Scrivener-wide label?

Is it possible to set a label that would appear in every Scrivener project?

I’d like to have a green “Current” label that I could always use, that would save me from mixing up drafts, and allow me to go directly to the document/s I’m now using in a project. It’s a bit of a pain to have to set it for every project.

You can do this by amending the Project Template(s) you use to create new projects. If you use more than one template, then you’ll need to set it up in each one, of course.

Easiest way to do this is to start a new project using the relevant template. Make the changes you need to the labels (and anything else you fancy), then File > Save As Template… and give it a relevant name. I just use the name of the original template and add my initials (eg. Novel DB). Make sure you enter the correct category (e.g. Fiction)…

The new template will be saved into Library/Application Support/Scrivener/Project Templates and be available next time you choose File > New Project.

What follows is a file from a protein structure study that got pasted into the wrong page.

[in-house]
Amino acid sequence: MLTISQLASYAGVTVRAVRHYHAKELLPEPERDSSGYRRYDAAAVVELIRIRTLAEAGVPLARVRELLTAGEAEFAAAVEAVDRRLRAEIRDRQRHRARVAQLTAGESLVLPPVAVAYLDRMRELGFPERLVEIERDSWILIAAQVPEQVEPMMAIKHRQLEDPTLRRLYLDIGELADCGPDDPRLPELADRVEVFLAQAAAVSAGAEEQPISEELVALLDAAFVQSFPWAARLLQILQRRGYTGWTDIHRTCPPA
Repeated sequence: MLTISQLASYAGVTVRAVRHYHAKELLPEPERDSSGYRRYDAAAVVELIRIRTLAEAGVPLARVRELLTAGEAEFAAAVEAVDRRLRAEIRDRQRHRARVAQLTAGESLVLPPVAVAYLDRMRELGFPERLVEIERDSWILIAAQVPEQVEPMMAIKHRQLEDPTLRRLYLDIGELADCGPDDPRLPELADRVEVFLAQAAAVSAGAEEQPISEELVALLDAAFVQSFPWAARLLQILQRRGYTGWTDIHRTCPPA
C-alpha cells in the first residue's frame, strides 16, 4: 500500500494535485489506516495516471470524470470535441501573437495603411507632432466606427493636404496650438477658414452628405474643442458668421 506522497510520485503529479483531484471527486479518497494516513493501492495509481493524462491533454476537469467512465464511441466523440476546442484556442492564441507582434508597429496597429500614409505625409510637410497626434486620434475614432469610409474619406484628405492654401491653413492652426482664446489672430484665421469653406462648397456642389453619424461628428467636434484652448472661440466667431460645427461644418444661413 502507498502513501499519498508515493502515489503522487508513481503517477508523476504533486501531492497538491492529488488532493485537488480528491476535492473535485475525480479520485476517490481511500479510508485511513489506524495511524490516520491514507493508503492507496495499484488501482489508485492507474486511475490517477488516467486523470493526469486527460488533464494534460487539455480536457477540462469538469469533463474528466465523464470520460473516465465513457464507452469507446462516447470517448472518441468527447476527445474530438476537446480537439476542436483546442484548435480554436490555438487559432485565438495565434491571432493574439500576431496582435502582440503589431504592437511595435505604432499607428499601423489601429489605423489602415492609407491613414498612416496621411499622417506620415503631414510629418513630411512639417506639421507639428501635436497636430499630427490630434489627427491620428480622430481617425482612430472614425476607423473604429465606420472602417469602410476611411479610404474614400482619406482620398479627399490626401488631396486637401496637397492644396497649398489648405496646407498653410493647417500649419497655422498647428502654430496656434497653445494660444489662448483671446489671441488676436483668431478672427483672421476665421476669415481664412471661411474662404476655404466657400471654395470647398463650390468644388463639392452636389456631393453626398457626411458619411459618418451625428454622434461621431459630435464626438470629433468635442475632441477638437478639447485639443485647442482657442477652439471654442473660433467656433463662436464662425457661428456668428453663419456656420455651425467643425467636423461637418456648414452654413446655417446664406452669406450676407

Thanks very much, Brookter, I’ll do that for the future.

Is there any way to add this retrospectively?

Also, if I’ve done this, is there any way of making further edits to the template?

Project templates are just ordinary projects with specific default options set up in advance to avoid having to redo them each time (in fact, exact your scenario). There’s no mechanism to ‘reapply’ a template, as far as I know.

Re-editing a template is exactly the same process as before.

Say you’ve created your new template (‘My novel template’) in Fiction.

Create a new file from ‘My novel template’ and call it something (‘Temp.scriv’ will do…*), make your changes, then File > Save As Template… If you use the same template name, then ‘My novel template’ will be over-written; if you use a new name, then a new template will be created with that name and you’ll still be able to use the old one.

BTW you can’t save changes to a built-in template, which is why you had to use a new template name in my first post. You can edit ‘your’ templates as many times as you like.

  • Once you’ve saved the amended template, you can get rid of the temporary ‘Temp.scriv’ file if you want.

It might be worth looking in the manual at templates (Section 7.7) – there are a few more things they can do beyond the basics we’ve discussed here.